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Louisa Meets Bear By Lisa Gornick

06/30/2015 03:23 pm ET | Updated Jun 30, 2016

Louisa Meets Bear
by Lisa Gornick

Hardcover: 320 pages
Publisher: Sarah Crichton Books (June 9, 2015)
Language: English
ISBN-10: 0374192081
ISBN-13: 978-0374192082

After wowing us with Tinderbox and Private Sorcery, Lisa Gornick had given us Louisa Meets Bear, ten linked stories which can stand alone, each so firmly that they have won awards, such as Distinguished Short Story in Best American Short Story anthology.

Each is a story of passion. Louisa, daughter of a geneticist, meets Bear, a plumbers son, and they plunge (no pun intended) into a stormy affair that affects their choices for years. In other stories a daughter stabs her mother when she finds out the truth about her father. A psychotherapist/wife/mother finds her teenage son in bed with a girl and a man dead on her office floor. A mother who has been separated from her son finds out that he has helped a blind woman learn to play the piano. Gornick paints each character with both unnerving truthfulness and compassion. Just as in the reruns of Law & Order that I compulsively watch, even the most minor of Gornick's characters have personality. In Instructions to Participant, a mother who studying Social Work goes to a tenement to find a woman she's supposed to interview. No one answers the bell. A boy sitting on a stoop has just blown his gum into a green bubble. "The boy darted his tongue in and out to gather the gum back into his mouth. 'Bells don't work,'" he tells her.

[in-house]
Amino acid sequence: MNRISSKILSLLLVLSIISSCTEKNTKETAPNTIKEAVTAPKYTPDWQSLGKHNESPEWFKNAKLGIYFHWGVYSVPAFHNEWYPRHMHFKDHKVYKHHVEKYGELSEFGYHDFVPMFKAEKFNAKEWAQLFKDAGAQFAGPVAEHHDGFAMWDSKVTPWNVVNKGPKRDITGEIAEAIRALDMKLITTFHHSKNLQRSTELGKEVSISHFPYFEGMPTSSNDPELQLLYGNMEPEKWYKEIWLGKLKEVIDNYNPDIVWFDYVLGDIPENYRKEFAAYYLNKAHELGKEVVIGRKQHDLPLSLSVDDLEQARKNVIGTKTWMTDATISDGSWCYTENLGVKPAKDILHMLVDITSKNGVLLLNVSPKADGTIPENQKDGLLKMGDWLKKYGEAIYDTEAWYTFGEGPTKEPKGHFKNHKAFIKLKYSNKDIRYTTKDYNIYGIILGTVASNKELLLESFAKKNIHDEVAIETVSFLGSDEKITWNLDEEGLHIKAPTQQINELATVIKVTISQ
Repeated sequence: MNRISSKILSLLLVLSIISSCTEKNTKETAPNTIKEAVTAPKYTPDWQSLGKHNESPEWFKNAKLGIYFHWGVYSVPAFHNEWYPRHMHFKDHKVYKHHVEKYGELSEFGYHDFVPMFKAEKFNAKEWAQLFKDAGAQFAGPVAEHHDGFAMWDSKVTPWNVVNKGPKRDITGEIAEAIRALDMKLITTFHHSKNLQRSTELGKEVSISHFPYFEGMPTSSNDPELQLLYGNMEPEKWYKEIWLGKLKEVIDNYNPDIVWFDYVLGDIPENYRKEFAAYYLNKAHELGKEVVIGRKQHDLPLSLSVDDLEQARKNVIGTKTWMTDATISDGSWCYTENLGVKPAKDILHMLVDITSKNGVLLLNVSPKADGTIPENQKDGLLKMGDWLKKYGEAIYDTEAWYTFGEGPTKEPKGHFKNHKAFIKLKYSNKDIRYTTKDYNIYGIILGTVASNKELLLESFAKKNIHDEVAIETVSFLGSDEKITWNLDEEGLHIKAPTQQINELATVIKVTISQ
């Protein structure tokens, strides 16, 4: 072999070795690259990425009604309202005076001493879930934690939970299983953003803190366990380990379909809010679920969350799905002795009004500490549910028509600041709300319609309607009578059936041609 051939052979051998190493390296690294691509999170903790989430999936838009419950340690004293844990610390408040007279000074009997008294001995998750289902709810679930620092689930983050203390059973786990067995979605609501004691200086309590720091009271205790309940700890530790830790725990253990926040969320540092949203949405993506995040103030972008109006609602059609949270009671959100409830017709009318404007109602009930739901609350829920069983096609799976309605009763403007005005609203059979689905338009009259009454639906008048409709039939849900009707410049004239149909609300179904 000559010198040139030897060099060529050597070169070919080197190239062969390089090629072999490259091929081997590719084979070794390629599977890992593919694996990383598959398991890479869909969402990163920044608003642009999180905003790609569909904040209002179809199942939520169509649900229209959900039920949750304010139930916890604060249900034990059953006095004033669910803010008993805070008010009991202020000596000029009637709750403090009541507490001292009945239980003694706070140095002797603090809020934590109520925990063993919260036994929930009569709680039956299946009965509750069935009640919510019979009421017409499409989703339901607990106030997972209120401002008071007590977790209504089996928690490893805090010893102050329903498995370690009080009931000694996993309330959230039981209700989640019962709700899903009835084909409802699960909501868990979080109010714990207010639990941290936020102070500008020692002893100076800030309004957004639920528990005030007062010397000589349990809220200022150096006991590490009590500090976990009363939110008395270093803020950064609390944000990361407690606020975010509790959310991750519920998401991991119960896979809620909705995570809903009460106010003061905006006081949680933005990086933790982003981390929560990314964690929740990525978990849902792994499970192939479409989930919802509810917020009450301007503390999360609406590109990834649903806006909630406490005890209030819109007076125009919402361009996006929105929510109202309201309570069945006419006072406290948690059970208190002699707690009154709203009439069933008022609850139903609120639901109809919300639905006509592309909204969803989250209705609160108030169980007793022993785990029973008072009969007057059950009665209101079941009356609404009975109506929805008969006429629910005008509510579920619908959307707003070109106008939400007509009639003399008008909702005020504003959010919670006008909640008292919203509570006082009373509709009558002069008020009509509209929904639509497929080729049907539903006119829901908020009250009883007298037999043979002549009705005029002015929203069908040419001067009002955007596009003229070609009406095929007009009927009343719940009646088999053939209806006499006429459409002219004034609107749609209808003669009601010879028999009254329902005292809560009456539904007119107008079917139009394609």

The stories take you around the world -- Italy, Russia, Guatemala and are grounded in world events -- Nixon's invasion of Cambodia, the killings at Kent State, the shooting a black teen by a policeman. There is danger lurking.

What's most striking is the way Gornick makes time leaps in the story and also between stories. A story can be about a relative or a lover of one of the earlier characters. As you read, you think to yourself, Hey, don't I know this guy? just as you do when you run into someone in life. Even objects, such as Adirondack chairs, will pop out at you in later chapters. You'll remember who was sitting in them.

Writers will want to study the way she describes gestures, bodily sensations. She always stretches for an image. "My head throbbed at the thought, dissolving like a drop of colored water into a pool of oil..." For a literary writer, Gornick keeps you in suspense. Each chapter ends with a quiet wham! Each of her carefully composed sentences is a unit of drama. With masterful asides, she encapsulates a chunk of back story or the dynamics of a relationship. Some of the titles are so intriguing, such as Lion Eats Cheetah Eats Mouse, that you just have to know what's going to happen. And what a sense of humor! "Despite her Arabian pants and embroidered Mexican blouse, Mahanna looked to Marnie like a girl from Short Hills who needed electrolysis."

Gornick's fiction is not only worth reading, but worth studying too. You can learn a lot about writing from her and even more about life.